“The impacts of climate change in Mexico are expected to affect key sectors that provide sustenance and a source of livelihood for the population. In particular, lower agricultural yields and insecure water supplies threaten the basic needs both of urban residents, and rural and indigenous communities,” said Enrique Murguia, IFAD Country Programme Manager in Mexico.

Faced with these challenges, Mexico has taken an international leadership role in addressing climate change with serious efforts for adaptation, participation in mitigation schemes and climate finance.

“Mexico’s national and subnational governments have begun a proactive process of formalizing their objectives in climate change strategies that focus on rural development, land use planning and natural resources management," said Marie-Claire Cordonier Segger, IDLO Manager, Sustainable Development Law Program. “Those strategies also seek to create an enabling legal and institutional framework that responds to the complexity of climate change in order to safeguard equitable and secure developments.”

Despite the progress made in institutional and public policy at the federal level in Mexico, the legislative sector has not developed as quickly. Mexico still lacks federal legislation on climate change even though there are currently three bills being debated in the House of Representatives and the Senate.

According to the report, "the National Water Act, the Federal Law, the Law of Sustainable Rural Development, the Land Law and the General Law on Sustainable Rural Development are the main laws on rural development that should be reformed to include criteria for adaptation and mitigation on climate change."

The LPAR is the first phase in a larger IDLO initiative on Legal Preparedness for Climate Change in Latin America, which will lend capacity building support for further planning and implementation of legal and institutional reforms in the coming years.

“A second phase is already being initiated to look more deeply into the challenges and opportunities in several key Mexican States”, said Cordonier Segger. “Moreover, similar Legal Preparedness Assessment Reports will soon be extended to other Latin American countries, such as Colombia and Ecuador.”

Read More

Reporte | Resumen

Map It!
Protected area vs. CO2 emmissions per capita



Nine months ago, on a chilly January morning, the share fair steering committee and a group of other colleagues, met for a visioning session. At that meeting, we discussed the event's format, themes, audiences and agreed that we would organize an "out-of-the-box" event.

We did our best to live up to this commitment. And hopefully this is reflected in the share fair provisional programme.

Considering that the inaugural session is on the second day, the cocktail is on the third day and it finishes on a Thursday, I guess we can consider the second edition of the share fair an  "out-of-the-box" event!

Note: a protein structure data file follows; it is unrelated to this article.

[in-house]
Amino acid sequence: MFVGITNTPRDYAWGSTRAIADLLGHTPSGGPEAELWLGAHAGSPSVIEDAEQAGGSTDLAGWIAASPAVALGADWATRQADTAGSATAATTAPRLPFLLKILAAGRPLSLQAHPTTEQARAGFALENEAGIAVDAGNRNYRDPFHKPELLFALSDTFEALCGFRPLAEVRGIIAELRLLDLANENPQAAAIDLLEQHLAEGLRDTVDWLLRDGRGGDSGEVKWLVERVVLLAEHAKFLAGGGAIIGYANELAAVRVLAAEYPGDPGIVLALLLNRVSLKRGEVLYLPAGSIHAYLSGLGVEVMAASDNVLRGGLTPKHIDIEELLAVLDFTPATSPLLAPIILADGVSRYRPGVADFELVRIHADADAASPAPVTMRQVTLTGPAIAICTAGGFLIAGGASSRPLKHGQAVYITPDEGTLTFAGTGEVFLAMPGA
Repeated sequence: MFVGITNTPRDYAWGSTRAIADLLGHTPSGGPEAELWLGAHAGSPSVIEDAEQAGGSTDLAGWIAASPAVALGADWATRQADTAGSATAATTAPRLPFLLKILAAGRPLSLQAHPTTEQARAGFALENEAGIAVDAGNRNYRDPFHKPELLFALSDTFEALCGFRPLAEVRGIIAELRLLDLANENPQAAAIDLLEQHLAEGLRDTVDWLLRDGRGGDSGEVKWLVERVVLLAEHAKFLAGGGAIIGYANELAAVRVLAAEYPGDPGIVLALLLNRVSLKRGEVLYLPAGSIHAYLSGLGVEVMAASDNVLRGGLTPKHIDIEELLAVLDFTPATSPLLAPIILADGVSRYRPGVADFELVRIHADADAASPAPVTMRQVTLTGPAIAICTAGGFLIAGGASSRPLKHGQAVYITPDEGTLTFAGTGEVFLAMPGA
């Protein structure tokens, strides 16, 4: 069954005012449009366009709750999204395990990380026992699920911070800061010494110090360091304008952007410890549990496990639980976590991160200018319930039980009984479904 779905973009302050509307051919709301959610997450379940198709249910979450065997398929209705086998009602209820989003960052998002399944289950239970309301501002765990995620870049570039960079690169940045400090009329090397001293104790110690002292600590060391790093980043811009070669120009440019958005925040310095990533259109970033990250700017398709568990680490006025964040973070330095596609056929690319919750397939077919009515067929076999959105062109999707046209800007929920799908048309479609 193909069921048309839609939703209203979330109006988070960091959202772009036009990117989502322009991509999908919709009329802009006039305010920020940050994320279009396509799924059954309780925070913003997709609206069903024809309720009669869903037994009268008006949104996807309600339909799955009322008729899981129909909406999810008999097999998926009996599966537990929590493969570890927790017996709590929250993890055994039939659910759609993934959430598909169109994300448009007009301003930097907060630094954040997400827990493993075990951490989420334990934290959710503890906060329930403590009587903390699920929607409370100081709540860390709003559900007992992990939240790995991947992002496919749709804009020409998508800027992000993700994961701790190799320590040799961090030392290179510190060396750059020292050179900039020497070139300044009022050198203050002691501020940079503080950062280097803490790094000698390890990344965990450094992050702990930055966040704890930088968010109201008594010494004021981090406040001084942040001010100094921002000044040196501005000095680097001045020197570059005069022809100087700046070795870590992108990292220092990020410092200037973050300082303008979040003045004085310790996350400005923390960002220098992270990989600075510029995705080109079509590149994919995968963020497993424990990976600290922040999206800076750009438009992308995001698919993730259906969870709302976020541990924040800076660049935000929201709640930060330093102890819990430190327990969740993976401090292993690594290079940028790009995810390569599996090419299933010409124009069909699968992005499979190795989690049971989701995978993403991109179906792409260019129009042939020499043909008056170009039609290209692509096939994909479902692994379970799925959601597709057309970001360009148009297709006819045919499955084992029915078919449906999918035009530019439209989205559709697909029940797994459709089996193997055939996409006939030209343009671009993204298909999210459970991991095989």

But all kidding aside, as the saying goes, "the proof is in the pudding", and in 8 days time, we'll see whether we managed to live up to our vision. Rest assured that we put all our energy and passion into it.

Acting on learning and knowledge
In preparing for this event, we took stock of the learnings and experience of the First Global AgriKnowledge Share Fair and the various regional ones. So hopefully, we've built on their strengths and addressed some of the challenges.

One of the lessons learnt from the first edition was that we had to put in place a sound screening process to review the over 250 proposals that we received.

We divided up this task amongst the steering committee. We met regularly over the course of a month to review and discuss the proposals making sure that we were doing the selection in a fair and transparent manner. So kudos to the 160 proposals selected. You guys for sure went through the wringer!

Putting all our learning into action, we agreed that we would not have poster sessions nor booths. For this edition, we've introduced a tent which will have a chill-out corner and the speaker's corner. And we hope that many participants will use the speaker's corner to share their conversational or mainstream ideas, views and aspirations

We're looking forward for the chill-out corner to serve as a fertile ground for networking and connecting people.

This edition of the share fair has the luxury of having four keynote speakers. Etienne Wenger, Rob Burnet and Mark Davies will be at the share fair. Michele Payn-Knopfer due to competing commitments will not be able to be with us in person, but will do her session via skype.

Every day from 15:30-16:30 you can meet the keynote speaker of the day at  the chill-out corner.

Taking cue from the Addis share fair market place, we've introduced the show and tell session which will take place on 27 September from 17:00-18:00. This session will give participants an opportunity to showcase special activities and initiatives. If you are interested in this session, make sure you sign-up to secure yourself a slot.